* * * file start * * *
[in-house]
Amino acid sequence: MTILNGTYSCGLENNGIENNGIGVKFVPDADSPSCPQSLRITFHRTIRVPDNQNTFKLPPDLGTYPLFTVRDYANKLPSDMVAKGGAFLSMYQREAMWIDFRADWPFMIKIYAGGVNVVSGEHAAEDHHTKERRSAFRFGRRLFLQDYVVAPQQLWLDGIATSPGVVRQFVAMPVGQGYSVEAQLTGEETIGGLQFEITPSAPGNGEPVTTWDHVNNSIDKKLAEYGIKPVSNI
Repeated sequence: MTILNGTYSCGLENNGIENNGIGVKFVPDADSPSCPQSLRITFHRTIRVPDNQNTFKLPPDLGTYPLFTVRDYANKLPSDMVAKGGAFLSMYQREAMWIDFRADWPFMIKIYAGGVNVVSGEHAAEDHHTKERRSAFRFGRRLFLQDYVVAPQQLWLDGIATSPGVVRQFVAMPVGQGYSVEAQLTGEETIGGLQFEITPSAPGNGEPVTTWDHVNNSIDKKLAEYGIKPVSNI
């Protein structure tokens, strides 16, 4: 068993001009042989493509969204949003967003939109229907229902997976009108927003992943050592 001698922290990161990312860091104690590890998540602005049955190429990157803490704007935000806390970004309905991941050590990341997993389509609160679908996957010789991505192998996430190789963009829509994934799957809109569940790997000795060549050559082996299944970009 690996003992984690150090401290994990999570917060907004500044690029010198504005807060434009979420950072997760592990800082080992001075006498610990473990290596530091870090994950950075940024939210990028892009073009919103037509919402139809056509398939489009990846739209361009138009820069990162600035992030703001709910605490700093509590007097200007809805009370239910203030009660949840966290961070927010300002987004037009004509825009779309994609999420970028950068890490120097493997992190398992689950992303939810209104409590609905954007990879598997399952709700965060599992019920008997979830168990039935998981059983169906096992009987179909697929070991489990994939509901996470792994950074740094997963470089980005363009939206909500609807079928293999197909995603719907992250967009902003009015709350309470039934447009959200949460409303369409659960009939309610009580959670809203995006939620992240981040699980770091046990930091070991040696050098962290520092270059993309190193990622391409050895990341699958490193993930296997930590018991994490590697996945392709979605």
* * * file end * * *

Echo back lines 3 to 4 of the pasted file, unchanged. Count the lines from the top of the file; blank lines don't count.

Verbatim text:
Repeated sequence: MTILNGTYSCGLENNGIENNGIGVKFVPDADSPSCPQSLRITFHRTIRVPDNQNTFKLPPDLGTYPLFTVRDYANKLPSDMVAKGGAFLSMYQREAMWIDFRADWPFMIKIYAGGVNVVSGEHAAEDHHTKERRSAFRFGRRLFLQDYVVAPQQLWLDGIATSPGVVRQFVAMPVGQGYSVEAQLTGEETIGGLQFEITPSAPGNGEPVTTWDHVNNSIDKKLAEYGIKPVSNI
């Protein structure tokens, strides 16, 4: 068993001009042989493509969204949003967003939109229907229902997976009108927003992943050592 001698922290990161990312860091104690590890998540602005049955190429990157803490704007935000806390970004309905991941050590990341997993389509609160679908996957010789991505192998996430190789963009829509994934799957809109569940790997000795060549050559082996299944970009 690996003992984690150090401290994990999570917060907004500044690029010198504005807060434009979420950072997760592990800082080992001075006498610990473990290596530091870090994950950075940024939210990028892009073009919103037509919402139809056509398939489009990846739209361009138009820069990162600035992030703001709910605490700093509590007097200007809805009370239910203030009660949840966290961070927010300002987004037009004509825009779309994609999420970028950068890490120097493997992190398992689950992303939810209104409590609905954007990879598997399952709700965060599992019920008997979830168990039935998981059983169906096992009987179909697929070991489990994939509901996470792994950074740094997963470089980005363009939206909500609807079928293999197909995603719907992250967009902003009015709350309470039934447009959200949460409303369409659960009939309610009580959670809203995006939620992240981040699980770091046990930091070991040696050098962290520092270059993309190193990622391409050895990341699958490193993930296997930590018991994490590697996945392709979605």